(Pictured here) North of Tokavaig on the Sleat peninsula, cloud clearing on Bla Bheinn (Blaven), centre, while the Cuillins (hidden left) are just sulking.
Many visitors though, miss out this detour, either because they are leaving the island from the ferry departure point at Armadale, for Mallaig, or they have just arrived and are fixated with getting to Portree or into close encounters with the Cuillin Hills.
Lochalsh - back on the mainland.
With Skye the magnet, I reckon the visitors go too quickly through the mainland opposite the Sound of Sleat. Kyle of Lochalsh is both rail terminal and local centre - souvenir shops, accommodation and so on, plus activities and sea cruising. The famously scenic village of Plockton is minutes away but, in the other direction, by far the most famous attraction is the iconic Eilean Donan Castle - it’s hugely popular. (It's pictured here.)
It looks exactly like what a Scottish castle ought to look like - so what does it matter that it is an early 20th-century total reconstruction? The original fortification here was bombarded by the British Navy in 1719, then captured and blown to bits. (The government forces were dealing with another of those pesky Jacobite uprisings, this one sponsored by Spain. The castle had been occupied by 300 Spanish soldiers - part of a much larger plan that, as usual with the Jacobites, went awry.)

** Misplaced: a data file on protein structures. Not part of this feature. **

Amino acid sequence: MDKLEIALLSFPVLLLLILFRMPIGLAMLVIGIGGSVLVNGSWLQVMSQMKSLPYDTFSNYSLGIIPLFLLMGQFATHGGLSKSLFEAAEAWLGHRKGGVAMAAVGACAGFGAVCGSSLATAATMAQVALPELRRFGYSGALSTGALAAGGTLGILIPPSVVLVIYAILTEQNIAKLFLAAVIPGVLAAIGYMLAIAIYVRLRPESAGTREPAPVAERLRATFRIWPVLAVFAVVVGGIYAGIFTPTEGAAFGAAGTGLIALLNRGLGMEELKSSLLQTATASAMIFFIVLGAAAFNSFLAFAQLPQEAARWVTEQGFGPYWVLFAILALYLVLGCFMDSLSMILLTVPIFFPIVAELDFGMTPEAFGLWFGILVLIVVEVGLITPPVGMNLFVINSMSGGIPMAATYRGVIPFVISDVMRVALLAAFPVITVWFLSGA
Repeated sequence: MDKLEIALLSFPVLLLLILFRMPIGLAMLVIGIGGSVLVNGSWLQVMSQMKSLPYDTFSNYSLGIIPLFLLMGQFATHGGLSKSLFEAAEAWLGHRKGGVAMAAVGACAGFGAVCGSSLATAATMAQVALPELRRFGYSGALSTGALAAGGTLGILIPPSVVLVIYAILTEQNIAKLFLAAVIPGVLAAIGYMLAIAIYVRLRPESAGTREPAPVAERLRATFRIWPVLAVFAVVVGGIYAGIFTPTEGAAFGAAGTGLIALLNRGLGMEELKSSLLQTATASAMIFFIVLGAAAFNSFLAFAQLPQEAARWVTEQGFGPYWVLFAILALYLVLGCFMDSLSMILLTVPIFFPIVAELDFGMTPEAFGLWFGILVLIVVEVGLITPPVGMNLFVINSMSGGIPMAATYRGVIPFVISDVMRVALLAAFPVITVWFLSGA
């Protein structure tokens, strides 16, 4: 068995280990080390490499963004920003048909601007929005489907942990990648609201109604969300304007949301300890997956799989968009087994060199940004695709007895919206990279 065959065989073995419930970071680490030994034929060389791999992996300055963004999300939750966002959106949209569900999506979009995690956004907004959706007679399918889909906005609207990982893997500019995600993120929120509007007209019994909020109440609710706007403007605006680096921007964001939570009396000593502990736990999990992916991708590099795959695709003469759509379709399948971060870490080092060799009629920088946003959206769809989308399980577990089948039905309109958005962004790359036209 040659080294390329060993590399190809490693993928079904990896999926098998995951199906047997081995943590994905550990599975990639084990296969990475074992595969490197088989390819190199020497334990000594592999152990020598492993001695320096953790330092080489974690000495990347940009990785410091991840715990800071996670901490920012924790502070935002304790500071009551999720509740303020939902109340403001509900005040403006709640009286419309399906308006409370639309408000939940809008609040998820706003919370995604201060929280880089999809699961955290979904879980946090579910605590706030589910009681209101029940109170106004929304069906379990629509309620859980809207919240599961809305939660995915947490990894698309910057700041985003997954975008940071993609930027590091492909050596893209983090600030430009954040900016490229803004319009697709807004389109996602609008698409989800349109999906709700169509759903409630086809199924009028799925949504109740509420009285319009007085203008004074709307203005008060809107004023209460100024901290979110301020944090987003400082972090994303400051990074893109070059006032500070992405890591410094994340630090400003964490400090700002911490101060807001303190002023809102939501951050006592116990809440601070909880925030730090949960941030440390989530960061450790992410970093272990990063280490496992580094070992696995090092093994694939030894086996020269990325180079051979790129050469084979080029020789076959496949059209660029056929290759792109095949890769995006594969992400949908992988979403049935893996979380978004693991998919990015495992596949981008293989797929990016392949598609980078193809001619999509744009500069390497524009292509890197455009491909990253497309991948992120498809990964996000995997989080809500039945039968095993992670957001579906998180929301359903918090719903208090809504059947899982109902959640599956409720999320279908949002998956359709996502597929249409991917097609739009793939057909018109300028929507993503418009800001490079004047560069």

The main road to and from Skye, going through the Lochalsh area is the A87, connecting eventually to/from the Great Glen. The National Trust for Scotland manage a swathe of truly wild land on the north side of Glen Shiel - where the main road goes. (Check out their ranger-guided walks hereabouts.) Their property here, called Kintail, is simply one of the most scenic areas in all of Scotland. Glen Shiel - both sides - has plenty of high hills and long summit ridges giving various options for fit walkers. So you could say that at least driving through Glen Shiel and Kintail as an integral part of the journey to the Misty Isle becomes part of the Skye experience.
(Pictured here) In Glen Shiel. Miles of mountains on both sides of the road.
(Pictured here) Beware of straying feral goats while driving into and through Glen Shiel on the A87.
Around Shiel Bridge you may be surprised to see a sign that warns you to be on the lookout for wild goats on the road. (See? I told you everything was wild here.) So you’d best caa canny (go carefully) as, indeed, they are to be seen hereabouts - proved by my quick snapshot through the windscreen/windshield seconds after seeing the warning notice. (Loch Lomond and also Galloway are also two more goaty places in Scotland. Personally, I can take or leave goats, as I think they have mad eyes. But there’s no accounting for tastes. One man’s mad-eyed goat is another woman’s cute ungulate. I’m not being goatist here, am I?)
Seriously though, Glen Shiel is one of the most visually spectacular glens in Scotland, rivaling Glen Coe and Glen Torridon -and certainly offering more impressive landscapes than the much-hyped Great Glen.